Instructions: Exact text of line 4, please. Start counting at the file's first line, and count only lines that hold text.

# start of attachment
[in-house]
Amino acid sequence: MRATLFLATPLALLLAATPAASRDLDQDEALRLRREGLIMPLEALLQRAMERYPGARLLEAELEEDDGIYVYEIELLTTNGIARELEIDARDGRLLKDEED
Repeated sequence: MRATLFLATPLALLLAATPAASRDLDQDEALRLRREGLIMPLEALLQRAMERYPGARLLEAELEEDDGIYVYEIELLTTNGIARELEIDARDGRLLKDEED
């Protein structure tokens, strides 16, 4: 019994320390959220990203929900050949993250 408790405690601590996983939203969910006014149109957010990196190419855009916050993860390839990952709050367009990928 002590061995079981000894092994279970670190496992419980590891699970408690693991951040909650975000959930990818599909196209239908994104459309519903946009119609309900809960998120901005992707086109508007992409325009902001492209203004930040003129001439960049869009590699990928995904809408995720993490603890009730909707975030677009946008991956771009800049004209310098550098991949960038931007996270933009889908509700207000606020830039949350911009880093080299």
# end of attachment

């Protein structure tokens, strides 16, 4: 019994320390959220990203929900050949993250 408790405690601590996983939203969910006014149109957010990196190419855009916050993860390839990952709050367009990928 002590061995079981000894092994279970670190496992419980590891699970408690693991951040909650975000959930990818599909196209239908994104459309519903946009119609309900809960998120901005992707086109508007992409325009902001492209203004930040003129001439960049869009590699990928995904809408995720993490603890009730909707975030677009946008991956771009800049004209310098550098991949960038931007996270933009889908509700207000606020830039949350911009880093080299």